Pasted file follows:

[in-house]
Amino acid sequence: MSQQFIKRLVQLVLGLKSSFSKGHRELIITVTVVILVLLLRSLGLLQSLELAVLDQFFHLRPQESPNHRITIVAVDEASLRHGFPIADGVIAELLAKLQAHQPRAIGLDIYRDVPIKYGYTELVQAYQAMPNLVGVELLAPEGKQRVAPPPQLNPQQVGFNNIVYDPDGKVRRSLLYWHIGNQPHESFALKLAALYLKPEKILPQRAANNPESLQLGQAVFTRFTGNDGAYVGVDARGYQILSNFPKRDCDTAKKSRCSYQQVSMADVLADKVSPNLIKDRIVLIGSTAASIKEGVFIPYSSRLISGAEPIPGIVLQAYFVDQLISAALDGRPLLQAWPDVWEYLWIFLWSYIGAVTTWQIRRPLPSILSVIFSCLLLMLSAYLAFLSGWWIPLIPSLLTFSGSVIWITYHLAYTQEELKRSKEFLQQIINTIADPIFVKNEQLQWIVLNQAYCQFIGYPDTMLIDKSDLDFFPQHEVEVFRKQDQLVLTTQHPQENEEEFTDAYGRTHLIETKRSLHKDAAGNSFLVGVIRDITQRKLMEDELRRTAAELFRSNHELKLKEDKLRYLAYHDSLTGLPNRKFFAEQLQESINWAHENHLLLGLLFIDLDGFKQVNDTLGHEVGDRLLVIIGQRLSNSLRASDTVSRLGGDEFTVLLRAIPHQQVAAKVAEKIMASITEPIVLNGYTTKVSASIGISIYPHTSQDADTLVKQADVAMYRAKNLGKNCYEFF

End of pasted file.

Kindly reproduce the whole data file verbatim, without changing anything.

[in-house]
Amino acid sequence: MSQQFIKRLVQLVLGLKSSFSKGHRELIITVTVVILVLLLRSLGLLQSLELAVLDQFFHLRPQESPNHRITIVAVDEASLRHGFPIADGVIAELLAKLQAHQPRAIGLDIYRDVPIKYGYTELVQAYQAMPNLVGVELLAPEGKQRVAPPPQLNPQQVGFNNIVYDPDGKVRRSLLYWHIGNQPHESFALKLAALYLKPEKILPQRAANNPESLQLGQAVFTRFTGNDGAYVGVDARGYQILSNFPKRDCDTAKKSRCSYQQVSMADVLADKVSPNLIKDRIVLIGSTAASIKEGVFIPYSSRLISGAEPIPGIVLQAYFVDQLISAALDGRPLLQAWPDVWEYLWIFLWSYIGAVTTWQIRRPLPSILSVIFSCLLLMLSAYLAFLSGWWIPLIPSLLTFSGSVIWITYHLAYTQEELKRSKEFLQQIINTIADPIFVKNEQLQWIVLNQAYCQFIGYPDTMLIDKSDLDFFPQHEVEVFRKQDQLVLTTQHPQENEEEFTDAYGRTHLIETKRSLHKDAAGNSFLVGVIRDITQRKLMEDELRRTAAELFRSNHELKLKEDKLRYLAYHDSLTGLPNRKFFAEQLQESINWAHENHLLLGLLFIDLDGFKQVNDTLGHEVGDRLLVIIGQRLSNSLRASDTVSRLGGDEFTVLLRAIPHQQVAAKVAEKIMASITEPIVLNGYTTKVSASIGISIYPHTSQDADTLVKQADVAMYRAKNLGKNCYEFF